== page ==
Californian poppy are known as hardy annuals (but could be considered a self-seeding perennial) belonging to the Papaveraceae family of plants.
Like many wildflowers, they will thrive in poor, well-drained soil but they need full sun or light partial shade for the flowers to open. As a result these plants don’t need rich soil or manure mulch and can be sown into a sunny, otherwise difficult spot. (The same is true of nasturtium, which apparently are spicier in poorer soils).
Once established California poppy are hardier than their delicate appearance would have you think, being drought-tolerant plants and survive neglect happily.
The Californian Poppy, also known as ‘cup of gold’ and golden cup’ has wispy, fern-like foliage and lively, bright orange, red and yellow flowers. Dazzling through the summer, plants are drought tolerant, thriving in light, poor soil. Richer soils tend to produce more foliage at the expense of blooms. …. If required for indoor displays, cut stems when the buds are in advance stages, but still furled. – Californian Poppy Seeds, Mr Fothergill’s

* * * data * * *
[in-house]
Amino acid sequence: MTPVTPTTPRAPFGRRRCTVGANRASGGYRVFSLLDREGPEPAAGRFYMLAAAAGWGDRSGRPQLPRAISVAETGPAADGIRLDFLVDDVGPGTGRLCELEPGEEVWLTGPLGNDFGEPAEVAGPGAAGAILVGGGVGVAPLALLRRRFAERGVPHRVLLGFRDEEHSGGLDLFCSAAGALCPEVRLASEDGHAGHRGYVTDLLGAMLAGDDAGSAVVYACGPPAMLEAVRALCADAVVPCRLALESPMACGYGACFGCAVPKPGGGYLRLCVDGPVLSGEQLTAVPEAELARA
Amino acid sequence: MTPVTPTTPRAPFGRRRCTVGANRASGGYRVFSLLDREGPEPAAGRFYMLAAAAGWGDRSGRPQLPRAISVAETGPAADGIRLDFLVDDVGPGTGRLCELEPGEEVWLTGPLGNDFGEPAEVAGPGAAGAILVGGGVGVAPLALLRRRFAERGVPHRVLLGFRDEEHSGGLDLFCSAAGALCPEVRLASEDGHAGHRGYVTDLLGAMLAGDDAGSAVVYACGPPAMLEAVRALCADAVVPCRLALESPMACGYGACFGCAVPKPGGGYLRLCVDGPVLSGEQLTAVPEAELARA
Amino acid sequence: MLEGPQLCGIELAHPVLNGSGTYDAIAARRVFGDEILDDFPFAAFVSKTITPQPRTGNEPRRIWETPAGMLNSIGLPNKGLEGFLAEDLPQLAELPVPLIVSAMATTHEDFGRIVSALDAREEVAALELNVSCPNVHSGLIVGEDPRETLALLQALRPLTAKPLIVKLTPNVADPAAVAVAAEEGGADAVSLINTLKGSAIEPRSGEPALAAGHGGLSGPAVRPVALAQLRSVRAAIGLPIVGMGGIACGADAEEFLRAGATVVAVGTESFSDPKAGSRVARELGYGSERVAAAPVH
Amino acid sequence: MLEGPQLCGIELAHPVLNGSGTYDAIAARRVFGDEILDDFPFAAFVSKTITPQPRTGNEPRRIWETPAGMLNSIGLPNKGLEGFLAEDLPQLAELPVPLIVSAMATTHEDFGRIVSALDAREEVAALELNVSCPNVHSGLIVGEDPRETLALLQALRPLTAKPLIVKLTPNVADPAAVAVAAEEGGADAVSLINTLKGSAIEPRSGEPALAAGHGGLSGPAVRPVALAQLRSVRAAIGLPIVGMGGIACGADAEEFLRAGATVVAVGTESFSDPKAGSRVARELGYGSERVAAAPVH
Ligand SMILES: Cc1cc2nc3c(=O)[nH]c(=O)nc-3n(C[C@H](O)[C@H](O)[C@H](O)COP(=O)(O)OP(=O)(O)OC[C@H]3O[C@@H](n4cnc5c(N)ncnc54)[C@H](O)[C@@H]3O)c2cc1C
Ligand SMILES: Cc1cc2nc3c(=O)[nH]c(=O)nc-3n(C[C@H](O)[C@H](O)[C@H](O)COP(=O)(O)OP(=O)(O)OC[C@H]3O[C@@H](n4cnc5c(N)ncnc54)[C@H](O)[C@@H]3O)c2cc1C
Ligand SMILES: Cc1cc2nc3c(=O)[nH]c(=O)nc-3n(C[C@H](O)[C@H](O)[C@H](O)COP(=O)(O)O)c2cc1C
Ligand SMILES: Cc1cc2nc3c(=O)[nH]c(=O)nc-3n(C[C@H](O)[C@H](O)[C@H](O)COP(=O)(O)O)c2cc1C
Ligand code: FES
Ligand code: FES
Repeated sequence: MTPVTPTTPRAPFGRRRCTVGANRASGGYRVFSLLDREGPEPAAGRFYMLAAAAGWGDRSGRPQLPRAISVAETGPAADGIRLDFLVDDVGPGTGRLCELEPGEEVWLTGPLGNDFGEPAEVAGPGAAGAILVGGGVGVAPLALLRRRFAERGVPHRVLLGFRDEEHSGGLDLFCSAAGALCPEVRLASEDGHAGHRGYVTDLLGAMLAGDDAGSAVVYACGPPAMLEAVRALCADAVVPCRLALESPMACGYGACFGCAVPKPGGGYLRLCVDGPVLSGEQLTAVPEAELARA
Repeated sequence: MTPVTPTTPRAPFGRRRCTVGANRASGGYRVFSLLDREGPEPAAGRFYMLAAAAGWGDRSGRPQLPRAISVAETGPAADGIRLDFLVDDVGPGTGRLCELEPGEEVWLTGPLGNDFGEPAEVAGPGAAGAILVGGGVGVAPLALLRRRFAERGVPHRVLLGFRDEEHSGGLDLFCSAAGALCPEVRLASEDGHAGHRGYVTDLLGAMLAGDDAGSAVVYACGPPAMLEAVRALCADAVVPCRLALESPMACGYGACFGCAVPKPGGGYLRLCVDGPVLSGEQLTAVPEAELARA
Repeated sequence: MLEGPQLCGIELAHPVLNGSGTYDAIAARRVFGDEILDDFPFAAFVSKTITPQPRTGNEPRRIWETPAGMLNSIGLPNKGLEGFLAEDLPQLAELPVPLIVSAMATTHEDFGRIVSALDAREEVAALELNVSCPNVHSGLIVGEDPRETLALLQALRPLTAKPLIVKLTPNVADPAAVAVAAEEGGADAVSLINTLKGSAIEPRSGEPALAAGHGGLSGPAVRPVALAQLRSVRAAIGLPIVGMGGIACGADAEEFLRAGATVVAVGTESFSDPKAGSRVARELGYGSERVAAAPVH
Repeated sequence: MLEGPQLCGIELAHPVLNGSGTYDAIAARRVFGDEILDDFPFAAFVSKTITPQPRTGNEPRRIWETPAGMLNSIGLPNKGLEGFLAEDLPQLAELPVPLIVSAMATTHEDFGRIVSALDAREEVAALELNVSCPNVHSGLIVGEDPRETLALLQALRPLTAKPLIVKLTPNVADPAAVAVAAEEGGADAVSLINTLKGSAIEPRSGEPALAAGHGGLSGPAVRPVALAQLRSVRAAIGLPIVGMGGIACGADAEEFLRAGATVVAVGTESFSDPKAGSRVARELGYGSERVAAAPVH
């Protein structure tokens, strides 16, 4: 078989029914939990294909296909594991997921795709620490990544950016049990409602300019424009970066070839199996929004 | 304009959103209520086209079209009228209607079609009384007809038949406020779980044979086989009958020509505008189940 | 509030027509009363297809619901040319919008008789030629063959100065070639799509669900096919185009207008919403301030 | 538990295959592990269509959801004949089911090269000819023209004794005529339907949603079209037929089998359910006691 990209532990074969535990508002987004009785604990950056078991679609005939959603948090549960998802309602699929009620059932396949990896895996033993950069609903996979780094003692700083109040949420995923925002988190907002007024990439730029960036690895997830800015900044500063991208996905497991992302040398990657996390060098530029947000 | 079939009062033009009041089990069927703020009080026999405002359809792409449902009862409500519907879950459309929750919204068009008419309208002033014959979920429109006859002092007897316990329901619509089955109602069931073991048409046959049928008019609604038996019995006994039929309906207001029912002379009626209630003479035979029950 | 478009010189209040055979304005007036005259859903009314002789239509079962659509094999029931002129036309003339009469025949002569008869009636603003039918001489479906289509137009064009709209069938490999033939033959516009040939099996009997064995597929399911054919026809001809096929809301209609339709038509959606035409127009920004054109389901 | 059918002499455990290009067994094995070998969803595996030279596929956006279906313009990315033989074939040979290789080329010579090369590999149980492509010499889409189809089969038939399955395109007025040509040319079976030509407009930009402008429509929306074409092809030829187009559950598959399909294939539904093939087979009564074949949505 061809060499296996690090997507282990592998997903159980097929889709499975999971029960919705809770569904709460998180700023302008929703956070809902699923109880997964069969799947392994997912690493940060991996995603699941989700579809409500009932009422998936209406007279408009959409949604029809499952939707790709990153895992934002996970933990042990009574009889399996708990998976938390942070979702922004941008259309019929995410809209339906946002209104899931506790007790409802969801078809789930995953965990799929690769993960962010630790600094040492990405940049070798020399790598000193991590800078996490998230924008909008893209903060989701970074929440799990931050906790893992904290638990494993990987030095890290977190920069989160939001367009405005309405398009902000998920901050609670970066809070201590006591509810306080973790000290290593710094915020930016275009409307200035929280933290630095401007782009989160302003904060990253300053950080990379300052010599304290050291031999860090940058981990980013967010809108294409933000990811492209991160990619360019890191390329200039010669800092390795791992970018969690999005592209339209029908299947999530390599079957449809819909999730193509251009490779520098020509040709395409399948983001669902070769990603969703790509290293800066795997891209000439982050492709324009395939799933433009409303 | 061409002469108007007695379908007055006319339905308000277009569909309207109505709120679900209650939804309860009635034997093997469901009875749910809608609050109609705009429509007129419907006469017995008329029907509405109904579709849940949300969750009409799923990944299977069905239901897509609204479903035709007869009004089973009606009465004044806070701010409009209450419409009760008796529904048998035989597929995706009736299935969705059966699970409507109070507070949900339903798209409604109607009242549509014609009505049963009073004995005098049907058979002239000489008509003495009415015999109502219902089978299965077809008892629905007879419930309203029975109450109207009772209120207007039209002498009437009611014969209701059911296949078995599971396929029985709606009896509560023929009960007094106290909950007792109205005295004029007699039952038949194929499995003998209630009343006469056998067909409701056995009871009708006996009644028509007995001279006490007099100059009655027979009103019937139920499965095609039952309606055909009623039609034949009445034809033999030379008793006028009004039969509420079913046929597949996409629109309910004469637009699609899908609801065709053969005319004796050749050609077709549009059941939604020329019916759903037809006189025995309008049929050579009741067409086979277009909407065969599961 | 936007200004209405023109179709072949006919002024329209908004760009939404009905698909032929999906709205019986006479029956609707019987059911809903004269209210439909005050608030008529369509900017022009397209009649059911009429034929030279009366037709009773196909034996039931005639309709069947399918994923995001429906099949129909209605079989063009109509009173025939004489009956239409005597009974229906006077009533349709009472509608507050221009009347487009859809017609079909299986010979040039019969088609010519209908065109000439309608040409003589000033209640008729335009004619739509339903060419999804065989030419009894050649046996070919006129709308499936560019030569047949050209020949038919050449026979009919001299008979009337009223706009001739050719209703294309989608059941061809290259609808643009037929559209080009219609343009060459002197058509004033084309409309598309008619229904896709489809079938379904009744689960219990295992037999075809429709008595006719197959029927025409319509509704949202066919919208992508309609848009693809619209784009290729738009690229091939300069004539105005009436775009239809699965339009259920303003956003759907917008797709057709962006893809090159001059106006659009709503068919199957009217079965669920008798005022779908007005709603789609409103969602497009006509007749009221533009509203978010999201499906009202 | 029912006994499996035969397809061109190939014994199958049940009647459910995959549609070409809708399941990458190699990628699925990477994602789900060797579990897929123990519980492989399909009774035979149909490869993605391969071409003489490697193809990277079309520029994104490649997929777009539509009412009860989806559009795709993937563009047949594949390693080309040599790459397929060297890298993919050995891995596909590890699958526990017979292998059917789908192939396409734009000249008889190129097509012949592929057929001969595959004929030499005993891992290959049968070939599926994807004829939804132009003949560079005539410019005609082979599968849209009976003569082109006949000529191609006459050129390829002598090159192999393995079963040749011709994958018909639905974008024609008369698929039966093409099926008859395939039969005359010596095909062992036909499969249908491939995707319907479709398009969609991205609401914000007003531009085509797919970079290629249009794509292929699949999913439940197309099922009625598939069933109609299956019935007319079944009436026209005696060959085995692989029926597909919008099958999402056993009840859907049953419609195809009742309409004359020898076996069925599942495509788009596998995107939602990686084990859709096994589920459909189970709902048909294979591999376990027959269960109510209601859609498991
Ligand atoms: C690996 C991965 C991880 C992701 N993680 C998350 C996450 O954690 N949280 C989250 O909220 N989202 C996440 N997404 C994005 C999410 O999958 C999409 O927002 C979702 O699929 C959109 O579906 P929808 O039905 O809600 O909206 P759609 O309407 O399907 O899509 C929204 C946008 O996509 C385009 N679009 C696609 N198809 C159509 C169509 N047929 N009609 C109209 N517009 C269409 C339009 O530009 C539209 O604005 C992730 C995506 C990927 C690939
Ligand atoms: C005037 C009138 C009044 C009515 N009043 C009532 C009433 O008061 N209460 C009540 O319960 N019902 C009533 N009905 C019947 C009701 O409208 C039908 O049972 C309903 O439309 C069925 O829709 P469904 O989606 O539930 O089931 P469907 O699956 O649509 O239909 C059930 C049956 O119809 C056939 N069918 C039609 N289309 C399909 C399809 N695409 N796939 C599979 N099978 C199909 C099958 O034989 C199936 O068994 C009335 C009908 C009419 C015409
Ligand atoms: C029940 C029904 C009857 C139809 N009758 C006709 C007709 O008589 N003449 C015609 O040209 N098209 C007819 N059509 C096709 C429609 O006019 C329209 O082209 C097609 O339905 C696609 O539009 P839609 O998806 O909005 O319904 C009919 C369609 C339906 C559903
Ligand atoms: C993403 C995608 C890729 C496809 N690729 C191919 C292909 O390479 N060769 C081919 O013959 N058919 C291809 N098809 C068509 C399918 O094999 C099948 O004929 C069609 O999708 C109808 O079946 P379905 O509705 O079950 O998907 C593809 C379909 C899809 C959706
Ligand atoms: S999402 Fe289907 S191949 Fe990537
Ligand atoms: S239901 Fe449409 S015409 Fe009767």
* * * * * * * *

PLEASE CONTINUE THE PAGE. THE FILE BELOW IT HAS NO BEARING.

Californian poppy have self-seeded throughout the woods over the course of years, settling in small pockets of sun within the wooded beds, providing delightful splashes of bright yellow colour. In some areas – such as in the raised black currant beds along the side of the building – they can be a nuisance. To control these I weed them out as they are relatively fragile and it would be too disruptive to the other plants in the bed to try to transplant the California poppies. Otherwise I’m careful to deadhead regularly, and occasionally gather the seed heads in my palm and then walk and sprinkle the seed in areas that could use a splash of colour – which ensures that they don’t continue to self-seed and take over the raised beds.
They are good additions to sunny meadow areas, as well as being recommended for exposed or coastal areas.
In May 2020 I sprinkled seed at the allotment at the top of the plot near the new summer brick shower stand by the newt pond. Here’s hoping some of them come to life!